SALT LAKE CITY — The renewed attempt to pass the Equal Rights Amendment came to the rotunda of the Utah State Capitol on Tuesday as 220 sign-carrying supporters rallied to ask Utah lawmakers to ratify the amendment.
Nearby, 40 people gathered to counter the rally with signs of their own.
Chants and counter-chants echoed in the rotunda at the end of the hourlong event, and both sides made plenty of comments about the fact that it has been 40 years since the original deadline for ratification passed into history.
Congress sent the ERA to the states for ratification in 1972. The legislatures of 35 states approved the ERA, but it fell short of 38 states required for full ratification before two contested deadlines passed, the second in 1982.
After that second deadline, the issue died until ERA supporters revived it in 1994 with a “three-state strategy.” They believed that despite the missed deadlines, and rescinded approvals from five states, the deadlines could be peeled back to allow three more states to agree to amend the Constitution.
The deadline issue remains unresolved, but Nevada ratified the ERA in 2017. Illinois followed in 2018. A joint resolution to have Utah ratify the ERA and become the third and final state in the strategy will be introduced in the state Legislature in early 2020 by Utah House Rep. Karen Kwan, D-Murray, she said at Tuesday’s rally.
Virginia’s legislature also appears ready to make the ERA a priority in 2020, according to The Hill.
But whether it can move forward at all remains an open question.
Kwan, former Utah Supreme Court Justice Christine Durham and others encouraged supporters during Tuesday’s events. Signs included phrases like, “Utah should be the 38th state” and “I’ve been waiting since 1972. ERA now.”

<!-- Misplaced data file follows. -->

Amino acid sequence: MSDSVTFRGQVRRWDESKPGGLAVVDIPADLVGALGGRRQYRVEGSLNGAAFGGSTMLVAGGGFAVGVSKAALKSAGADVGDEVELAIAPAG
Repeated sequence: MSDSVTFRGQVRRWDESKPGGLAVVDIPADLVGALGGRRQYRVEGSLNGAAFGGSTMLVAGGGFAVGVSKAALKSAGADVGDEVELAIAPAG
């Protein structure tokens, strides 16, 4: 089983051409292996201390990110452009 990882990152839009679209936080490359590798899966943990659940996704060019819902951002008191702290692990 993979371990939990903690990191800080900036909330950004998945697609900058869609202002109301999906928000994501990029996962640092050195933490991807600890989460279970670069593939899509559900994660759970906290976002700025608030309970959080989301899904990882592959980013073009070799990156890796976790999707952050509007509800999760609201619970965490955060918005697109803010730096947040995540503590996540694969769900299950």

“Until we have our own provision in the Constitution, we will not be truly equal under the federal Constitution,” Durham said during the rally.
Salt Lake County Mayor Jenny Wilson and Salt Lake County District Attorney Sim Gill also attended the rally in support of the ERA.
The position of The Church of Jesus Christ of Latter-day Saints was not mentioned during Tuesday’s noontime rally but arose later in the day after media inquiries. Church leaders opposed the ERA in the 1970s, asking members to oppose it. Tuesday afternoon, a spokesman for the church said, “The church’s position on this issue has been consistent for more than 40 years.”
Opponents of the ERA, including those in the counter protest Tuesday, have argued that there are unintended consequences to the amendment, including potential changes to family law and abortion law, among other things.
The effort to revive it now faces significant legal and constitutional challenges that can be summarized in one compound question: Can ERA supporters rescind the deadlines that were set for ratification while denying states the right to rescind their ratifications?
The issue could well end up at the U.S. Supreme Court, however, and Justice Ruth Bader Ginsburg, who worked on the ERA in the 1960s and ’70s, already has said that the movement would have to start the ratification process all over again.
“I hope someday (the ERA) will be put back in the political hopper and we’ll be starting over again collecting the necessary states to ratify it,” Ginsburg told students at George Washington University on Sept. 19, as reported by the National Law Journal.
On Tuesday, Durham said she believes Ginsburg is wrong. She also said that if supporters work around the issue of the deadlines, they will face the issue of rescinded ratification by the legislatures of Idaho, Nebraska, Tennessee, Kentucky and South Dakota. Opponents said those rescissions mean the ERA has been ratified by 32 states.
Those issues weren’t part of Tuesday’s rallies.